Authors: Evan Fallenberg
Yoel stood up, and to Joseph he seemed taller and more massive than ever. He believed that if Yoel were to spread his hands in the air, above Joseph’s body, Joseph would levitate to his palms like iron to a magnet. Yoel gazed down at Joseph, and as he undressed himself he said, “For all the knowledge I have amassed, I do not understand the Holy One, blessed be he. I have asked him one hundred if not one thousand times since I met you what he had in mind in bringing us together.” Yoel looked to the window, forming his arms into a gesture of supplication. “If this is a test, if bringing me together with the other half of my very soul in the form of a man is your way of making me prove my love and devotion to you, by denying my love for him, then I would say you have chosen the hardest test of them all, the one I was bound to fail from the beginning. But if”—and Yoel stopped to look at Joseph—“if you mean to show me that this is my true path, that you have brought us together to love one another, why did you make me a teacher? Why give me the ability to understand your words with such clarity and to help others know you, too? Why did you give us wives and families?”
Joseph thought that God was there, looking at Yoel at eye level. He wanted to cover himself, but just then Yoel removed the last stitch of clothing from his own body and stood naked, towering above him. Joseph looked him over, everywhere but his face, the one part of Yoel he knew at all. He felt Yoel’s body was familiar, though, just as he had imagined, and so Joseph relaxed. Yoel bent down and lifted Joseph from the sofa then carried him to a soft rug and stood him there, kneeling in front of him. He removed the last of Joseph’s clothing and Joseph looked to the clock on the mantelpiece, as if to record this moment in his own personal history.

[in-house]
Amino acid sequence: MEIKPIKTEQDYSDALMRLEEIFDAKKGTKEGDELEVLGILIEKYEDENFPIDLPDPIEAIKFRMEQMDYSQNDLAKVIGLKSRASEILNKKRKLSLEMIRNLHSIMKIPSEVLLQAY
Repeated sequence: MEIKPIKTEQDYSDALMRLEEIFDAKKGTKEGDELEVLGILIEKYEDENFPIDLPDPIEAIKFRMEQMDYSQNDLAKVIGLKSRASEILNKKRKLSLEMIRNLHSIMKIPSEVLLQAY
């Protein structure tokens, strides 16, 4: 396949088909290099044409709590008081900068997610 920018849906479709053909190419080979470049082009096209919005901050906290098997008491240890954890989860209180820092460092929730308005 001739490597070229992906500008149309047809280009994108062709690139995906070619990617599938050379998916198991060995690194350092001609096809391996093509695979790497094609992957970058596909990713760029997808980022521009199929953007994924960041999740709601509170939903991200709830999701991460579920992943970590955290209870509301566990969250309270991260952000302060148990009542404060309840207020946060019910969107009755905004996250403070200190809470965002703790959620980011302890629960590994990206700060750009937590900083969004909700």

Yoel sat back on his heels, gazing at Joseph, then pulled him close and began kissing him, first as he had before, then with increasing vigor. His touch was no longer light, but openly insistent, desirous. He hugged Joseph around the waist and eased him down, kissing everywhere his lips reached. He lay back and drew Joseph with him, then rolled over on top of him. They pressed themselves to one another as if to bind themselves together for security against all the dangers of the world, or perhaps as protection from an angry, jealous, and vengeful God. But mostly they delighted in their bodies freely and wholly, each surprised at the insistence of his own, each pleased with the passion of the other’s. At one point Joseph thought he felt tectonic plates clicking into place beneath him and the alignment of the stars and planets above him, as if the whole universe were falling into its rightful place just as he and Yoel were finding theirs. They fell asleep together enmeshed, and woke together that way, too.
“What were you doing that whole time I was translating? It seemed like hours that you left me there.”
Yoel released his grip on Joseph, rolled onto his back, and said to the ceiling, “I was praying in a tiny room at the top of the house, begging God for some guidance, some wisdom. Strength to fight this. I recited psalms and medieval
and the confessional portion of the Yom Kippur service and a few incantations I learned from a sixth-century kabbalistic text. I strung together whatever seemed relevant.” He took a deep, steadying breath. “And after I don’t know how long I asked myself what I wanted to happen, what I really wanted. And from the noisy jumble in my head the answer came as clear as the blast of a ram’s horn: Joseph. I want your beauty. I want your mind. I want your friendship.” He paused, quieter now. “I have never thought this about another human being, but I want your body and I want your soul. I crave you.”